Having regular interactions and being involved in several different social networks can help older adults be healthier, according to new research.
“Close connections with others are likely to promote but can also sometimes detract from good health by shaping daily behaviour that directly affects physical health,” said Lynn M Martire from Pennsylvania State University.
Social networks are associated with more involvement in leisure activities, which, in turn, can lead to better health in older adults.
Leisure activities involving physical exercise were the most beneficial.
“In some cases, the behaviour may have to do with physical activity and in others, it might be related to diet or managing a chronic disease, such as diabetes,” Martire added.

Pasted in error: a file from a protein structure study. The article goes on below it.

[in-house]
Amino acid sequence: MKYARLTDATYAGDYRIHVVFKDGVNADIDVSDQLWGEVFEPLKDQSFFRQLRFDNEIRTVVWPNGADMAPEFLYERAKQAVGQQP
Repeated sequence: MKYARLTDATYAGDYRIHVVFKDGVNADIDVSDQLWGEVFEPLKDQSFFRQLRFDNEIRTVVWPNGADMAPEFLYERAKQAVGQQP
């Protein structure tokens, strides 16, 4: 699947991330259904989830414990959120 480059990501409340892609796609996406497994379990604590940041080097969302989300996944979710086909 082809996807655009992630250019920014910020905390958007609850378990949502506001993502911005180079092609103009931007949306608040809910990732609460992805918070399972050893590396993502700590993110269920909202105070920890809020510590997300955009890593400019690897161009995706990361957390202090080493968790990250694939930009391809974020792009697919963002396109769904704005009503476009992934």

The influence of social relationships on mortality risk is comparable to that of smoking and alcohol consumption, according to previous research.
However, negative social interactions have been linked to harmful coping behaviours such as smoking, drinking alcohol and less physical activity, the study said.
The study was published by the American Psychological Association in the journal Health Psychology.